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Carroll School of Management

Richard F. Syron

chairman & ceo, freddie mac

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Richard F. Syron addresses the Boston College Chief Executives’ Club of Boston.

Syron Warns of 'bubble' in Luxe Markets

The chief executive of Freddie Mac, Richard Syron, warned yesterday the nation's luxury housing markets are experiencing a speculative "bubble" and predicted falling home prices would dampen the US economy in the coming months.

Freddie Mac is the nation's second-largest mortgage company, after Fannie Mae.

Syron did not specify how much prices could fall but said he expected a correction in places that experienced strong appreciation of expensive properties, including Boston, New York City, California, and Florida. For more moderately priced houses, Freddie Mac's chief said current, large price gains will end, but he said they would continue rising in "single digits."

US house prices up dramatically, increasing nearly 14 percent in the past year amid strong sales. But economists are split over whether a housing bubble is occurring. Some argue house prices are up simply because Americans have been encouraged to buy dwellings in record numbers to take advantage of historically low mortgage interest rates.


H. Kerner Smith (CEO, Internet Power, Inc.) speaks with Michael Costello (Managing Partner, Pricewaterhouse Coopers, LLP) at the breakfast.

Syron said that if house prices fall, the economy is vulnerable to a slowdown because the housing boom has made enormous contributions the US economy in recent years. Freddie Mac-s research found 20 percent of growth in gross domestic product, or GDP, a measure of the value of all goods and services sold, is driven by sales of housing and spending on construction, appliances, and furniture. Housing accounted for about 1 million new jobs after the recession, and consumer spending has been boosted by a $10 trillion accumulation in home equity, he said.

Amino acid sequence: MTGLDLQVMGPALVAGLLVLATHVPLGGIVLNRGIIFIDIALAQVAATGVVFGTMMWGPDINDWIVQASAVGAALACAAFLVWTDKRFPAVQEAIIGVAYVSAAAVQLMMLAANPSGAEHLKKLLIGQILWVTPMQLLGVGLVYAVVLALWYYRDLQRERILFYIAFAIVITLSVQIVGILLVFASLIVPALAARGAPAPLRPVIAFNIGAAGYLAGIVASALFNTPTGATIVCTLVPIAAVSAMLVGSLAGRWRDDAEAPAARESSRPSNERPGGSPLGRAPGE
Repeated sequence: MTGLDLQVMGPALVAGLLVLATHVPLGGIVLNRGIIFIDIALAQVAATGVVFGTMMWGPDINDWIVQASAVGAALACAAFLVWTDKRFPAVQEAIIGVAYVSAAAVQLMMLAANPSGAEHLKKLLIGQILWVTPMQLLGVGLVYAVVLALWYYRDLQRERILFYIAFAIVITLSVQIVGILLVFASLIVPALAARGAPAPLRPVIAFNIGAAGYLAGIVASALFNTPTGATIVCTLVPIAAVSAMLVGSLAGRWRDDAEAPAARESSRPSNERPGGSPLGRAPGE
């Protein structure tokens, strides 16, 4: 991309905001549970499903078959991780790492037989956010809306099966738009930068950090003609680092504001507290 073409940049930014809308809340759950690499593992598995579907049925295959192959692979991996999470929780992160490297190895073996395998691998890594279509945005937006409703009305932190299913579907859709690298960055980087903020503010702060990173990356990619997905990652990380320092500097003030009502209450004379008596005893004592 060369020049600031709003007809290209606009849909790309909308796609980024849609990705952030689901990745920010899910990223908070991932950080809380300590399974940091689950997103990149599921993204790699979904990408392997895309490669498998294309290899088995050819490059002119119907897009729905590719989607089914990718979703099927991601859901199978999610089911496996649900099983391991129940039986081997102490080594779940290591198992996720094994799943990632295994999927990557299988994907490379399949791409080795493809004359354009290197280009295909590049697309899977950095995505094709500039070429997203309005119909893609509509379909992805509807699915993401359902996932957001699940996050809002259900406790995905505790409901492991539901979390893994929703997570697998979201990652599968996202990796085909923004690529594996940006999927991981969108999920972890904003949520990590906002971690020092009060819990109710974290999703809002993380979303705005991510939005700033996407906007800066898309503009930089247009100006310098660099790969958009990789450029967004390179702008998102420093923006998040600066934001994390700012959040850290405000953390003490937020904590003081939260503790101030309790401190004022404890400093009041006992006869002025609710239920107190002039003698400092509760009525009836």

"I think we have become reliant enough on housing that even a modest downturn would- I might say will- bring a downturn in the economy," Syron said in a downtown speech to the Boston College Chief Executives' Club. Even a leveling off in housing "is going to have an impact," he said.

Discussion of a housing bubble occurring nationwide is off the mark, Syron said, because "all housing is local." He does not forsee house price declines everywhere. "The answer to the bubble question depends on where you live," he said.

In Boston, "We have seen a bit of a bubble, particularly in the high end," he said in the text of his speech, which he did not deliver word for word.

Massachusetts home sales slowed in recent months, and prices were up just 5 percent over the past year, according to August figures from the Massachusetts Association of Realtors. Syron said prices for luxury homes- those valued at more than $1 million- may already be heading down.

He used his own house sale in November as an example. The one-time president of the Boston Federal Reserve Bank sold his house on Hammond Street in Chestnut Hill for $2.6 million and purchased a Brookline condominium.

"My guess is I'd get less for it today," he said. "I think we're post-peak here at the top end of the market."


Members of the press gather around Mr. Syron after he delivers his remarks.

A different outcome is likely for median-price houses: "I would not continue to bet we're going to see that kind of appreciation maintained," he said. The median Massachusetts house price is $375,000, up about 18 percent in two years.

Boston historically has had an older population. Syron said this bodes well for the condominium market. Baby boomers are selling their houses to exchange them for maintenance-free condo living.

"I'd expect the demand for condos here would be a little stronger than in other areas," he said.

Article by Kimberly Blanton
Boston Globe, Business Section
Friday, September 30th 2005